Natural Vitamins vs Synthetic
Natural Food Vitamins vs Synthetic Vitamins
Synthetic vitamin supplementation and food fortification does more harm than good Farming practices, food processing techniques and dietary choices has led to nutrient deficiencies in much of the population. This has been well documented and there have been many initiatives implemented to correct these nutrient deficiencies, including: • Supplementation • Food fortification • Education on food choices e.g. spinach (Popeye) and the food pyramid The practice of supplementing with synthetic versions of vitamins without their natural variations in forms and cofactors has never been seen in nature. In many cases the supplemented forms of the vitamin are not even found in nature, so to supplement with human-made chemicals because our food is weak in other natural substances is bizarre. Our focus needs to be on improving the nutrient levels in foods and then the preservation of these nutrients long enough to for us to get a chance to eat them. Providing we make the right food choices and find such foods we then need to prepare it food in a way to ensure we get all of the nutrients and don’t lose it them in the boiling water and for that, we need to be informed and have access.
Synthetic vitamin supplementation does more HARM than we think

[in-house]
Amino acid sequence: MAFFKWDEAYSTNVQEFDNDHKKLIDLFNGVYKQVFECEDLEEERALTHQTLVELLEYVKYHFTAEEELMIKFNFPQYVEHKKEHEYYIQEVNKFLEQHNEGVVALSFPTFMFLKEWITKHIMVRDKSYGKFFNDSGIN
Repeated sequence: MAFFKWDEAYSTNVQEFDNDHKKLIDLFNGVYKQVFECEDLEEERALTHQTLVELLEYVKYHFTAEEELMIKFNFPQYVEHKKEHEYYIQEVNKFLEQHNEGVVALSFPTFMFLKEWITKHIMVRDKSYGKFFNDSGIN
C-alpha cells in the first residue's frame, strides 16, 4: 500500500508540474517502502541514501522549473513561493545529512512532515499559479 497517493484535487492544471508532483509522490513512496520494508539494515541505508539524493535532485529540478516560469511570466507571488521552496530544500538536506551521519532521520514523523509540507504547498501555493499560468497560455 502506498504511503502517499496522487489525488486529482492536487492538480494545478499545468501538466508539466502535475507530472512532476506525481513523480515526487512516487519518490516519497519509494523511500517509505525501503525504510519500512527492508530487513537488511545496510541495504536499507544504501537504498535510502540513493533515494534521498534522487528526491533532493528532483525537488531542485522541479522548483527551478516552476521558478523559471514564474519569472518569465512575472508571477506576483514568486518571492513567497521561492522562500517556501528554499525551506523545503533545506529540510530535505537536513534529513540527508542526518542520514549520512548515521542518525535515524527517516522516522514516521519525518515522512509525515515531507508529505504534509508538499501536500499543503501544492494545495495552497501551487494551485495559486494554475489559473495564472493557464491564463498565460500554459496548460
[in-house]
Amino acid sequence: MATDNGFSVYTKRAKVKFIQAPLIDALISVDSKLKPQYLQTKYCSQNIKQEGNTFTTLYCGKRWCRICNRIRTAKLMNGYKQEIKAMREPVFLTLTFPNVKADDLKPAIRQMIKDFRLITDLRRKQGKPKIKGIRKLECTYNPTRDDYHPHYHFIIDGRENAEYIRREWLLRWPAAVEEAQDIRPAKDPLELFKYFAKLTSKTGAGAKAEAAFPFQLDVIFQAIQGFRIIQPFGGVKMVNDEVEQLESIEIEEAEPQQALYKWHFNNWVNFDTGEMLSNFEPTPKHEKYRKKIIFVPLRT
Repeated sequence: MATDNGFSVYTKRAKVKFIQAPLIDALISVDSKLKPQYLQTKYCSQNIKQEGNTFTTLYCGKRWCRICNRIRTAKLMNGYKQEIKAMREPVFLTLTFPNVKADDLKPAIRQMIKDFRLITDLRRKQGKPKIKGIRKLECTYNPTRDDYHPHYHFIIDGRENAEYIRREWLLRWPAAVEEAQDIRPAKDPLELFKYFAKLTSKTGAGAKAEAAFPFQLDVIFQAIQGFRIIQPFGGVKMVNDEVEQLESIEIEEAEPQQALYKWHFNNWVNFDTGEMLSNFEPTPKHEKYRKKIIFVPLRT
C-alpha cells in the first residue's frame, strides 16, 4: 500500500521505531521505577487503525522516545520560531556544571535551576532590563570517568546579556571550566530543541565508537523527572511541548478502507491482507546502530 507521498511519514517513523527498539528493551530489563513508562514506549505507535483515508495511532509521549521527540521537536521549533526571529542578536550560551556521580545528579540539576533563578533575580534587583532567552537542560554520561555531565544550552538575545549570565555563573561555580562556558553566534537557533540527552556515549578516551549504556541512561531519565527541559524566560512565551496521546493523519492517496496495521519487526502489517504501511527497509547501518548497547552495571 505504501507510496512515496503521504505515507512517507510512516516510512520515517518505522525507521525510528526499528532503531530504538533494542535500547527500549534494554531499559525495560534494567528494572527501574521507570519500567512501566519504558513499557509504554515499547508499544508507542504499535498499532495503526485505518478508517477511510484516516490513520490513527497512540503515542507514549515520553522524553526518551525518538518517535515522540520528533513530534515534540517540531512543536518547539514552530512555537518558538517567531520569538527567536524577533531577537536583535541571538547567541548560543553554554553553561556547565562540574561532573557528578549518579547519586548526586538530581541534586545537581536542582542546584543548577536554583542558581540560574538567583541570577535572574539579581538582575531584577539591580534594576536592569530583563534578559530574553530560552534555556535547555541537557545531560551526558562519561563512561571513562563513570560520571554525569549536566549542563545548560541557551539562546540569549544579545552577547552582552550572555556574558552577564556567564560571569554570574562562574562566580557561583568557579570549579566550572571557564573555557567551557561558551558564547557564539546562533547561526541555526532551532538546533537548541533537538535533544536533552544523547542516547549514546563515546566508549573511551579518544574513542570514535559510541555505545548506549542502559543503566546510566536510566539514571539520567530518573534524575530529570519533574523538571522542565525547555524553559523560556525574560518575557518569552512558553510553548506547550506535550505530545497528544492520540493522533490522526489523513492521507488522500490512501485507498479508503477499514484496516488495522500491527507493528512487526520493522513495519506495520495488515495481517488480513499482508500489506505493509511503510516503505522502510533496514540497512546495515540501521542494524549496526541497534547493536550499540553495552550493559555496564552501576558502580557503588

Excess vitamins have three major detrimental effects: 1. Pro-oxidant instead of antioxidant. High doses of vitamins or imbalanced protocols using single synthetic versions can actually increase ROS (Reactive Oxygen Species) generation leading to oxidative tissue damage instead of antioxidant protection. This can be contributing to cardiovascular disease, neurological disorders, insulin resistance (metabolic syndrome, diabetes, obesity); 2. By competing with hormones and neurotransmitters for metabolizing enzymes that convert and detoxify synthetic vitamins can create defects and imbalances in hormones and brain chemistry. 3. Causing epigenetic changes such as altered DNA methylation by interfering with or depleting the body’s methyl-group pool. 4. Excess vitamin intake may compete with and deplete the drug-metabolizing system that is also necessary for controlling detoxification, elimination and conversion of hormones, neurotransmitters, xenoestrogens, pollutants, medications and other environmental toxins you may be exposed to. This can eventually cause a variety of chronic diseases, metabolic disorders and oxidative tissue damage.